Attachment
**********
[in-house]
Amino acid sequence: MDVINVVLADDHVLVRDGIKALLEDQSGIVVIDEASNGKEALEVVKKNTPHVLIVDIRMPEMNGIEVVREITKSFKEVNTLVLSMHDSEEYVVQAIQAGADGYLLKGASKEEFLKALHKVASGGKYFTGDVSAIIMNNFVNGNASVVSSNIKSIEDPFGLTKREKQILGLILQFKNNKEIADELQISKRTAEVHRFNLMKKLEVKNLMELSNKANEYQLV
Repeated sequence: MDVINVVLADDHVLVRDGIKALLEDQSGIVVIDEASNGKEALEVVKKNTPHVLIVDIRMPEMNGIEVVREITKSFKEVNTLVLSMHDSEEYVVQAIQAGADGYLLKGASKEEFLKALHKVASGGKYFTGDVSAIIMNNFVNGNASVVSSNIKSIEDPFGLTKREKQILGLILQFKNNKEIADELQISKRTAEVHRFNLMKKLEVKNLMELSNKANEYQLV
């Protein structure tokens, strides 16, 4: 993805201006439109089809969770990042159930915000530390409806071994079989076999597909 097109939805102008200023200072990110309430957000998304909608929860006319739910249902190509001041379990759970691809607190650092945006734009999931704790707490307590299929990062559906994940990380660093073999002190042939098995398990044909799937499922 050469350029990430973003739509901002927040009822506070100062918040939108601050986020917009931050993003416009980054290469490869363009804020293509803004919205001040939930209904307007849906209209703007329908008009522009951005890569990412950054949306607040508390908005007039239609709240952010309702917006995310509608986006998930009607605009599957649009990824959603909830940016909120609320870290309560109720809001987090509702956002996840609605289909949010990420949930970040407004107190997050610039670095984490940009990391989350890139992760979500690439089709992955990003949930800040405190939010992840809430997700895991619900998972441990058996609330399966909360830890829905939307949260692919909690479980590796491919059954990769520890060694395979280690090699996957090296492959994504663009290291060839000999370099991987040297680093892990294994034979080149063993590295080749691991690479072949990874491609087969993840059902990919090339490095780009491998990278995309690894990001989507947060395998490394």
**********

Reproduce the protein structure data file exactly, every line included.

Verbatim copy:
[in-house]
Amino acid sequence: MDVINVVLADDHVLVRDGIKALLEDQSGIVVIDEASNGKEALEVVKKNTPHVLIVDIRMPEMNGIEVVREITKSFKEVNTLVLSMHDSEEYVVQAIQAGADGYLLKGASKEEFLKALHKVASGGKYFTGDVSAIIMNNFVNGNASVVSSNIKSIEDPFGLTKREKQILGLILQFKNNKEIADELQISKRTAEVHRFNLMKKLEVKNLMELSNKANEYQLV
Repeated sequence: MDVINVVLADDHVLVRDGIKALLEDQSGIVVIDEASNGKEALEVVKKNTPHVLIVDIRMPEMNGIEVVREITKSFKEVNTLVLSMHDSEEYVVQAIQAGADGYLLKGASKEEFLKALHKVASGGKYFTGDVSAIIMNNFVNGNASVVSSNIKSIEDPFGLTKREKQILGLILQFKNNKEIADELQISKRTAEVHRFNLMKKLEVKNLMELSNKANEYQLV
């Protein structure tokens, strides 16, 4: 993805201006439109089809969770990042159930915000530390409806071994079989076999597909 097109939805102008200023200072990110309430957000998304909608929860006319739910249902190509001041379990759970691809607190650092945006734009999931704790707490307590299929990062559906994940990380660093073999002190042939098995398990044909799937499922 050469350029990430973003739509901002927040009822506070100062918040939108601050986020917009931050993003416009980054290469490869363009804020293509803004919205001040939930209904307007849906209209703007329908008009522009951005890569990412950054949306607040508390908005007039239609709240952010309702917006995310509608986006998930009607605009599957649009990824959603909830940016909120609320870290309560109720809001987090509702956002996840609605289909949010990420949930970040407004107190997050610039670095984490940009990391989350890139992760979500690439089709992955990003949930800040405190939010992840809430997700895991619900998972441990058996609330399966909360830890829905939307949260692919909690479980590796491919059954990769520890060694395979280690090699996957090296492959994504663009290291060839000999370099991987040297680093892990294994034979080149063993590295080749691991690479072949990874491609087969993840059902990919090339490095780009491998990278995309690894990001989507947060395998490394």